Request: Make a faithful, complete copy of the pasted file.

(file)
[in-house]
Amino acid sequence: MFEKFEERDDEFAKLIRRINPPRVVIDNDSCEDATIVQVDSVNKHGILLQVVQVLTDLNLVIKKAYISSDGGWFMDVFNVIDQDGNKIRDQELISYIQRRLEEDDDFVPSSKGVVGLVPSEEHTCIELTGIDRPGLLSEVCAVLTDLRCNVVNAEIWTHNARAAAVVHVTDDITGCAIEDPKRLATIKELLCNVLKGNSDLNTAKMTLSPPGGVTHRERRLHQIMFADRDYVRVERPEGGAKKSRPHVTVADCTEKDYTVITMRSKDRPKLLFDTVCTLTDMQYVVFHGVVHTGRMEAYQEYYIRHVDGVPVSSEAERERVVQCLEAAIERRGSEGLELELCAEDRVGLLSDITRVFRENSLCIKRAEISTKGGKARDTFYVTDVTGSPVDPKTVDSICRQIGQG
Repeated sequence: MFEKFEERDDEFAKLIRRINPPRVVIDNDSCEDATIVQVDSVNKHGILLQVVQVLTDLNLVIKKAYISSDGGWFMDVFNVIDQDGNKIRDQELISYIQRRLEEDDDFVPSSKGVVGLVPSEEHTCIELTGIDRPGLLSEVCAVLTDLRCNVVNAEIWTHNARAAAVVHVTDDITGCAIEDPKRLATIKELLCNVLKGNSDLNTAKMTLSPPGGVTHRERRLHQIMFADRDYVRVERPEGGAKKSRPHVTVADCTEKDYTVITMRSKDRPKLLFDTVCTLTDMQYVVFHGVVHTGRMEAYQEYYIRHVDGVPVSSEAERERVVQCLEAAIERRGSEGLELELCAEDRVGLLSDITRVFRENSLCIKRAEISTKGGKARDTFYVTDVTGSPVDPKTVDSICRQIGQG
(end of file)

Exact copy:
[in-house]
Amino acid sequence: MFEKFEERDDEFAKLIRRINPPRVVIDNDSCEDATIVQVDSVNKHGILLQVVQVLTDLNLVIKKAYISSDGGWFMDVFNVIDQDGNKIRDQELISYIQRRLEEDDDFVPSSKGVVGLVPSEEHTCIELTGIDRPGLLSEVCAVLTDLRCNVVNAEIWTHNARAAAVVHVTDDITGCAIEDPKRLATIKELLCNVLKGNSDLNTAKMTLSPPGGVTHRERRLHQIMFADRDYVRVERPEGGAKKSRPHVTVADCTEKDYTVITMRSKDRPKLLFDTVCTLTDMQYVVFHGVVHTGRMEAYQEYYIRHVDGVPVSSEAERERVVQCLEAAIERRGSEGLELELCAEDRVGLLSDITRVFRENSLCIKRAEISTKGGKARDTFYVTDVTGSPVDPKTVDSICRQIGQG
Repeated sequence: MFEKFEERDDEFAKLIRRINPPRVVIDNDSCEDATIVQVDSVNKHGILLQVVQVLTDLNLVIKKAYISSDGGWFMDVFNVIDQDGNKIRDQELISYIQRRLEEDDDFVPSSKGVVGLVPSEEHTCIELTGIDRPGLLSEVCAVLTDLRCNVVNAEIWTHNARAAAVVHVTDDITGCAIEDPKRLATIKELLCNVLKGNSDLNTAKMTLSPPGGVTHRERRLHQIMFADRDYVRVERPEGGAKKSRPHVTVADCTEKDYTVITMRSKDRPKLLFDTVCTLTDMQYVVFHGVVHTGRMEAYQEYYIRHVDGVPVSSEAERERVVQCLEAAIERRGSEGLELELCAEDRVGLLSDITRVFRENSLCIKRAEISTKGGKARDTFYVTDVTGSPVDPKTVDSICRQIGQG